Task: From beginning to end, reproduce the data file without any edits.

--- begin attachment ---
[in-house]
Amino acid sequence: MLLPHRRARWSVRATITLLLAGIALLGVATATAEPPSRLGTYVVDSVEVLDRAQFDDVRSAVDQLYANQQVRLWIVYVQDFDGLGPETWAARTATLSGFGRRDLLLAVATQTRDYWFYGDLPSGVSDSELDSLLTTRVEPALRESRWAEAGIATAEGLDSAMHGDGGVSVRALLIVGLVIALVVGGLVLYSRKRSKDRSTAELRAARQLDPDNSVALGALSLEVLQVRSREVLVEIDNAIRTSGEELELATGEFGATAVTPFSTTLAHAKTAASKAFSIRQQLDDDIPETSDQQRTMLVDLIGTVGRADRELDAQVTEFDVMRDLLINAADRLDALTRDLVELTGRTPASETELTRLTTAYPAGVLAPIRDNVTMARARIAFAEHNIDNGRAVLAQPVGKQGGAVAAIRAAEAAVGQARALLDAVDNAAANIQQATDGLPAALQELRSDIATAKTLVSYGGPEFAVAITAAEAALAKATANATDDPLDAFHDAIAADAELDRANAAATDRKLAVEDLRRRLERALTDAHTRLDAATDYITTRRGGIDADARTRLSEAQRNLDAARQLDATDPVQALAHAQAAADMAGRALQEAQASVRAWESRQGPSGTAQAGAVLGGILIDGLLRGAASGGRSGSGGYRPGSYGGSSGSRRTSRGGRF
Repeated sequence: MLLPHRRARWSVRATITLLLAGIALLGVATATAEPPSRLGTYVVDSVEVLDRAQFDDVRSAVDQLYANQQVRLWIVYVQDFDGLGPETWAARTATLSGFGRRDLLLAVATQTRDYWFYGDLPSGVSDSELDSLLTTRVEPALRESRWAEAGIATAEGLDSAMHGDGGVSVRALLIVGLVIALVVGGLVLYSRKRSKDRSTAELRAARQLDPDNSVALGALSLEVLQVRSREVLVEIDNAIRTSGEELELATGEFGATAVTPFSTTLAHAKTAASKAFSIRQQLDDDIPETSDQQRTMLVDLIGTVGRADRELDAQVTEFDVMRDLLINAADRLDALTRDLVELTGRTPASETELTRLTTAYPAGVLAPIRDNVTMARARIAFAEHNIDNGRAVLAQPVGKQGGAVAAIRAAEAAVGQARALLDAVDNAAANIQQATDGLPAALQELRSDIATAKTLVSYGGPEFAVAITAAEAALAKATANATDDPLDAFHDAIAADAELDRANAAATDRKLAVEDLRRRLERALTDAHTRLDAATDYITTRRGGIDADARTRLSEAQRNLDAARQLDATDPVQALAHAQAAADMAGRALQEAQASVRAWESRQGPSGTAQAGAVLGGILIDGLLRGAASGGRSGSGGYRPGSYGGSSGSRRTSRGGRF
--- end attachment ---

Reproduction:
[in-house]
Amino acid sequence: MLLPHRRARWSVRATITLLLAGIALLGVATATAEPPSRLGTYVVDSVEVLDRAQFDDVRSAVDQLYANQQVRLWIVYVQDFDGLGPETWAARTATLSGFGRRDLLLAVATQTRDYWFYGDLPSGVSDSELDSLLTTRVEPALRESRWAEAGIATAEGLDSAMHGDGGVSVRALLIVGLVIALVVGGLVLYSRKRSKDRSTAELRAARQLDPDNSVALGALSLEVLQVRSREVLVEIDNAIRTSGEELELATGEFGATAVTPFSTTLAHAKTAASKAFSIRQQLDDDIPETSDQQRTMLVDLIGTVGRADRELDAQVTEFDVMRDLLINAADRLDALTRDLVELTGRTPASETELTRLTTAYPAGVLAPIRDNVTMARARIAFAEHNIDNGRAVLAQPVGKQGGAVAAIRAAEAAVGQARALLDAVDNAAANIQQATDGLPAALQELRSDIATAKTLVSYGGPEFAVAITAAEAALAKATANATDDPLDAFHDAIAADAELDRANAAATDRKLAVEDLRRRLERALTDAHTRLDAATDYITTRRGGIDADARTRLSEAQRNLDAARQLDATDPVQALAHAQAAADMAGRALQEAQASVRAWESRQGPSGTAQAGAVLGGILIDGLLRGAASGGRSGSGGYRPGSYGGSSGSRRTSRGGRF
Repeated sequence: MLLPHRRARWSVRATITLLLAGIALLGVATATAEPPSRLGTYVVDSVEVLDRAQFDDVRSAVDQLYANQQVRLWIVYVQDFDGLGPETWAARTATLSGFGRRDLLLAVATQTRDYWFYGDLPSGVSDSELDSLLTTRVEPALRESRWAEAGIATAEGLDSAMHGDGGVSVRALLIVGLVIALVVGGLVLYSRKRSKDRSTAELRAARQLDPDNSVALGALSLEVLQVRSREVLVEIDNAIRTSGEELELATGEFGATAVTPFSTTLAHAKTAASKAFSIRQQLDDDIPETSDQQRTMLVDLIGTVGRADRELDAQVTEFDVMRDLLINAADRLDALTRDLVELTGRTPASETELTRLTTAYPAGVLAPIRDNVTMARARIAFAEHNIDNGRAVLAQPVGKQGGAVAAIRAAEAAVGQARALLDAVDNAAANIQQATDGLPAALQELRSDIATAKTLVSYGGPEFAVAITAAEAALAKATANATDDPLDAFHDAIAADAELDRANAAATDRKLAVEDLRRRLERALTDAHTRLDAATDYITTRRGGIDADARTRLSEAQRNLDAARQLDATDPVQALAHAQAAADMAGRALQEAQASVRAWESRQGPSGTAQAGAVLGGILIDGLLRGAASGGRSGSGGYRPGSYGGSSGSRRTSRGGRF